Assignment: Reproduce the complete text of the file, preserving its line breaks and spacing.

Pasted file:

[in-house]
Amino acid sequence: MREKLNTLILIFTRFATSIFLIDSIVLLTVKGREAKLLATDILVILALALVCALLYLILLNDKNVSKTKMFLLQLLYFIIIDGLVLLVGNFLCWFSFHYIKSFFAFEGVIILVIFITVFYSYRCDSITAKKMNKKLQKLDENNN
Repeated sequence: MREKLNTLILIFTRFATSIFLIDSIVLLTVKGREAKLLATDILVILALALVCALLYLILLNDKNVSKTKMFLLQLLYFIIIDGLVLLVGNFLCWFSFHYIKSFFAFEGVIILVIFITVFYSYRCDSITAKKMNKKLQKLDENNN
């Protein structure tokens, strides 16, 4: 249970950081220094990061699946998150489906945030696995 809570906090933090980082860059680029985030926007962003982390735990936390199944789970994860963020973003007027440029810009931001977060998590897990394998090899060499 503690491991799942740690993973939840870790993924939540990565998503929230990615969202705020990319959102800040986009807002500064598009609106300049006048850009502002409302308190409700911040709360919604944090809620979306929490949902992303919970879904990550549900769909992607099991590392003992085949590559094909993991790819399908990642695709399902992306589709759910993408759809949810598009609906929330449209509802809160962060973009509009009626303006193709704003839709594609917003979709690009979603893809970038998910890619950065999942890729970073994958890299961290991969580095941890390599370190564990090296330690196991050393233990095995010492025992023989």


[in-house]
Amino acid sequence: MREKLNTLILIFTRFATSIFLIDSIVLLTVKGREAKLLATDILVILALALVCALLYLILLNDKNVSKTKMFLLQLLYFIIIDGLVLLVGNFLCWFSFHYIKSFFAFEGVIILVIFITVFYSYRCDSITAKKMNKKLQKLDENNN
Repeated sequence: MREKLNTLILIFTRFATSIFLIDSIVLLTVKGREAKLLATDILVILALALVCALLYLILLNDKNVSKTKMFLLQLLYFIIIDGLVLLVGNFLCWFSFHYIKSFFAFEGVIILVIFITVFYSYRCDSITAKKMNKKLQKLDENNN
């Protein structure tokens, strides 16, 4: 249970950081220094990061699946998150489906945030696995 809570906090933090980082860059680029985030926007962003982390735990936390199944789970994860963020973003007027440029810009931001977060998590897990394998090899060499 503690491991799942740690993973939840870790993924939540990565998503929230990615969202705020990319959102800040986009807002500064598009609106300049006048850009502002409302308190409700911040709360919604944090809620979306929490949902992303919970879904990550549900769909992607099991590392003992085949590559094909993991790819399908990642695709399902992306589709759910993408759809949810598009609906929330449209509802809160962060973009509009009626303006193709704003839709594609917003979709690009979603893809970038998910890619950065999942890729970073994958890299961290991969580095941890390599370190564990090296330690196991050393233990095995010492025992023989």